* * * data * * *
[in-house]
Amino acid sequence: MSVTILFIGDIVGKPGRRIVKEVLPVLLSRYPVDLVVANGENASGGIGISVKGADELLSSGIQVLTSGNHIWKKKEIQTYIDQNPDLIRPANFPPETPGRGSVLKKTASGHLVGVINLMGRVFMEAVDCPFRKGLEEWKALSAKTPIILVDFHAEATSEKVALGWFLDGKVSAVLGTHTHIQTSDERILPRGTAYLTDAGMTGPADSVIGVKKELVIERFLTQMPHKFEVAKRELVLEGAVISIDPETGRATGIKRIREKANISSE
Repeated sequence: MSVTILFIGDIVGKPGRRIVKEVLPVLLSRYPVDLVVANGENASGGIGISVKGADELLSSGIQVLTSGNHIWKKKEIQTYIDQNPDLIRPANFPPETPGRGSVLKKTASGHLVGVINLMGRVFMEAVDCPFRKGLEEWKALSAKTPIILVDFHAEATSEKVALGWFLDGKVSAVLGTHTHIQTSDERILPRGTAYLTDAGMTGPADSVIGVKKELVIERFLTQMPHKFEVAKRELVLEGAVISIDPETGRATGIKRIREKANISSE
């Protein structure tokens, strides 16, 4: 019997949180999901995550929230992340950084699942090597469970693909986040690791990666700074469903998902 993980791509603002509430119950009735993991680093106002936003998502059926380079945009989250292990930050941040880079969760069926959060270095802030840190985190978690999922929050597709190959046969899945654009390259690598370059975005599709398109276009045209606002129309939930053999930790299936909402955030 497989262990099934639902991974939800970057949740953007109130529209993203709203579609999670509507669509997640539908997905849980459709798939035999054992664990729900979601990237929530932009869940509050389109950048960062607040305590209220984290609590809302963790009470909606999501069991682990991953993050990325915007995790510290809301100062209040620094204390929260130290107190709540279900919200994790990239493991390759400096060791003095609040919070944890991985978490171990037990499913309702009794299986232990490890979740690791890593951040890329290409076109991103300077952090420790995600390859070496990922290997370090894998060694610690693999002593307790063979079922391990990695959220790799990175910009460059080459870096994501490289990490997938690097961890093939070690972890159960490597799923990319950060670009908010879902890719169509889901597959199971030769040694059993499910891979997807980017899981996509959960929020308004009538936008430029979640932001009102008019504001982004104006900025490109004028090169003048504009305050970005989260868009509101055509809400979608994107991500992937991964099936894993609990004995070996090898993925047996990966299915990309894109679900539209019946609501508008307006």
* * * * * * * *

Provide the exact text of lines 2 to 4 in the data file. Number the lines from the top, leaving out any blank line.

Amino acid sequence: MSVTILFIGDIVGKPGRRIVKEVLPVLLSRYPVDLVVANGENASGGIGISVKGADELLSSGIQVLTSGNHIWKKKEIQTYIDQNPDLIRPANFPPETPGRGSVLKKTASGHLVGVINLMGRVFMEAVDCPFRKGLEEWKALSAKTPIILVDFHAEATSEKVALGWFLDGKVSAVLGTHTHIQTSDERILPRGTAYLTDAGMTGPADSVIGVKKELVIERFLTQMPHKFEVAKRELVLEGAVISIDPETGRATGIKRIREKANISSE
Repeated sequence: MSVTILFIGDIVGKPGRRIVKEVLPVLLSRYPVDLVVANGENASGGIGISVKGADELLSSGIQVLTSGNHIWKKKEIQTYIDQNPDLIRPANFPPETPGRGSVLKKTASGHLVGVINLMGRVFMEAVDCPFRKGLEEWKALSAKTPIILVDFHAEATSEKVALGWFLDGKVSAVLGTHTHIQTSDERILPRGTAYLTDAGMTGPADSVIGVKKELVIERFLTQMPHKFEVAKRELVLEGAVISIDPETGRATGIKRIREKANISSE
């Protein structure tokens, strides 16, 4: 019997949180999901995550929230992340950084699942090597469970693909986040690791990666700074469903998902 993980791509603002509430119950009735993991680093106002936003998502059926380079945009989250292990930050941040880079969760069926959060270095802030840190985190978690999922929050597709190959046969899945654009390259690598370059975005599709398109276009045209606002129309939930053999930790299936909402955030 497989262990099934639902991974939800970057949740953007109130529209993203709203579609999670509507669509997640539908997905849980459709798939035999054992664990729900979601990237929530932009869940509050389109950048960062607040305590209220984290609590809302963790009470909606999501069991682990991953993050990325915007995790510290809301100062209040620094204390929260130290107190709540279900919200994790990239493991390759400096060791003095609040919070944890991985978490171990037990499913309702009794299986232990490890979740690791890593951040890329290409076109991103300077952090420790995600390859070496990922290997370090894998060694610690693999002593307790063979079922391990990695959220790799990175910009460059080459870096994501490289990490997938690097961890093939070690972890159960490597799923990319950060670009908010879902890719169509889901597959199971030769040694059993499910891979997807980017899981996509959960929020308004009538936008430029979640932001009102008019504001982004104006900025490109004028090169003048504009305050970005989260868009509101055509809400979608994107991500992937991964099936894993609990004995070996090898993925047996990966299915990309894109679900539209019946609501508008307006």